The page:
ABC’s Once Upon a Time opened Season 2 neither in Storybrooke nor in fairytale land. It wasn’t even Boston. Instead, the setting was… New York City?
Even more curious was the focus of those first two minutes — a character listed in the credits only as “Mysterious Man,” played by True Blood/Terriers alum Michael Raymond-James.
“People wondered if we were going to start in Storybrooke or fairytale land. We started in a third place,” series cocreator Eddy Kitis tells TVLine. “We wanted to start in a world nobody expected.”
What are viewers not named Desmond Hume to make of the jarring Season 2 opening and its enigmatic subject? “We’re very excited about the answer to who he is, and to reveal that sooner rather than later” — sometime within the first nine episodes, says cocreator Adam Horowitz.
Until “sooner” arrives, the show bosses hint that Mysterious Man’s apartment was not decorated in a vacuum. “We try to be meticulous with the production design, so… yes, there’s stuff in the apartment specific to the character,” says Horowitz. Adds Kitsis: “There’s one thing in there in particular … I’m not going to say what it is…. that has very significant meaning.”
Fine, twist our arm. TVLine paid ridiculously close attention to the opening sequence, and even freeze-framed for you both sides of the Mysterious Man’s digs, calling out possible clues to his identity. One item in particular raised a red flag for us. Here now the photos and the sum total of our observations. (Plus, our full recap can be found on Page 2.)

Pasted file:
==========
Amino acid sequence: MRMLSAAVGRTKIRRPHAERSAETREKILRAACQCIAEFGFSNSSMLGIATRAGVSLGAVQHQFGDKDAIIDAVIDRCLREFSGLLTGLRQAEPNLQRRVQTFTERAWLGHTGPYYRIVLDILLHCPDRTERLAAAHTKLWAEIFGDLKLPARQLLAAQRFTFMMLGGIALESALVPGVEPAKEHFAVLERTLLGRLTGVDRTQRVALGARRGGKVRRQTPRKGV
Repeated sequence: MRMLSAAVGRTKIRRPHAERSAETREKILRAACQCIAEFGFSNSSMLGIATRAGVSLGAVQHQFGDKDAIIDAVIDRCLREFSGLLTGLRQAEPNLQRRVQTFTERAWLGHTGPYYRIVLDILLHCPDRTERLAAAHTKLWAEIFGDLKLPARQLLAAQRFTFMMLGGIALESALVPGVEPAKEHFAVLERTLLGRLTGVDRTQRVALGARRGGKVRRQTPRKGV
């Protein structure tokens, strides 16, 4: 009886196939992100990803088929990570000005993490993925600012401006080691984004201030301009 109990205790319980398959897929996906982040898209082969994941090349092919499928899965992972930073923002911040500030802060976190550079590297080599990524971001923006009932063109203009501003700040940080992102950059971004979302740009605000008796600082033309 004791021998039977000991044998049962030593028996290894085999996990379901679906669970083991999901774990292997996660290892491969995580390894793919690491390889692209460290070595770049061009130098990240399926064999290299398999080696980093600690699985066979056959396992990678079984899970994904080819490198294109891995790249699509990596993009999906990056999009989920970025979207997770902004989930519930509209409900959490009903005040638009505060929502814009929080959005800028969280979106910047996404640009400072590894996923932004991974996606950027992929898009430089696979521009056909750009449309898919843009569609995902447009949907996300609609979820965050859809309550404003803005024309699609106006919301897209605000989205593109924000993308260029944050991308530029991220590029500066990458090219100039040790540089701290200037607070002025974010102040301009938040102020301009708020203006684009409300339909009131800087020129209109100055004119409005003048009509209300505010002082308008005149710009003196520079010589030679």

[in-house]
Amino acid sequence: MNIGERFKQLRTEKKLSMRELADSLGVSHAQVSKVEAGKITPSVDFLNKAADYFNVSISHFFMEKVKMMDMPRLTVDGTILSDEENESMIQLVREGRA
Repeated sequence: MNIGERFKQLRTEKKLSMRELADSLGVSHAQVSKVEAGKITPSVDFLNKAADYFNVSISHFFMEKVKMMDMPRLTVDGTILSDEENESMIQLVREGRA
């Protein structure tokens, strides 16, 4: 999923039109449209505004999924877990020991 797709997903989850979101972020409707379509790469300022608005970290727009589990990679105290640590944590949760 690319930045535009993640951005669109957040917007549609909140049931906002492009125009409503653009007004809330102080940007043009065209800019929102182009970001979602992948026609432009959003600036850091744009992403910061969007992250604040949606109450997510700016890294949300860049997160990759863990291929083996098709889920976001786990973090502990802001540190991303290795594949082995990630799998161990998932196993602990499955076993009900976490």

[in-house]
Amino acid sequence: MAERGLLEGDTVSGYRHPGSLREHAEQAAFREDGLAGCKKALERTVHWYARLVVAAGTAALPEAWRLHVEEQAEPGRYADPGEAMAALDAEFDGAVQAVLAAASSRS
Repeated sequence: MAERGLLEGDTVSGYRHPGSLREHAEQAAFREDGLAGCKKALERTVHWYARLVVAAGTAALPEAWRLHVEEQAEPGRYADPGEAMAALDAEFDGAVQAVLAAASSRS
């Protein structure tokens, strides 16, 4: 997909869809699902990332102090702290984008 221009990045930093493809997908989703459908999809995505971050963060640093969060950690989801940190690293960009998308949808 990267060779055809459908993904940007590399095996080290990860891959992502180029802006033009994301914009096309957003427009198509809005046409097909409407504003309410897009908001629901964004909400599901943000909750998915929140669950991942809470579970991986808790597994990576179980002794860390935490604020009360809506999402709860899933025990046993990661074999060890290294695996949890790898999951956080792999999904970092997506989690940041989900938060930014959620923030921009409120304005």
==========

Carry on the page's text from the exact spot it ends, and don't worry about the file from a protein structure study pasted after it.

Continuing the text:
1 | Mysterious Man apparently works on the Upper West Side, cutting through Central Park on his way home — and then taking an odd detour to East 47th St. — before hopping on the N-line subway at the 5th Avenue station.
2 | Mysterious Man lives on Grand Street in Little Italy, across from the famous Piemonte Ravioli Co.
3 | Mysterious Man’s apartment is teeming with anachronisms including pocket watches and monocles (see letter A in photos below), radios and clocks (C), cameras (L) and desk microphones (K).
4 | His other vintage possessions include a “Cleaner & Hatters” sign (B), a corded rotary-dial phone (D), a cobbler’s wooden shoe forms (G) and a Berol Giant manual pencil sharpener (J). Is he an anachronism himself, something out of time and place?
That said, the music player/phone he watches tumble down the fire escape seems modern enough. (Also, he’s a better man than I, who would have openly wept if my Blackberry ever left my hand.)
5 | Speaking of music… the tune playing throughout is “Charley’s Girl,” a Lou Reed ditty that warns, “You better watch out” because “she’s gonna turn you in” — as a beautiful blonde bail bondsperson might?
6 | Dreamcatcher (H)! Women’s bowling trophy (E)!…?
7 | Speaking again of music, the Mysterious Man loves his wax — which he presumably spins on his Desmond-like record player (M) — and just album covers in general. One example (I) is a print of John Guliak’s 7 Stories & 13 Songs. (If that’s also an album cover hanging to the left of the doorway, my research came up empty in ID’ing it. Any help?)
8 | But perhaps most… curious … is something that was barely yet purposefully glimpsed. Just after the Mysterious Man arrives home, the camera angle changes to peer down at the bookcase with the radios. Sticking out from behind it is a sign (inset, letter F) bearing the logo for the progressive punk rock band NoMeansNo — specifically, the logo used on the album The Day Everything Became Isolated and Destroyed. I’m just spit-balling here, but if you wish to risk being spoiled, check out the fourth track.
Lastly, let’s not forget the message delivered to this man via “air mail” — a postcard from Storybrooke bearing the simple message: “Broken.” Which to me suggests he was never able to enter the Maine town… until now.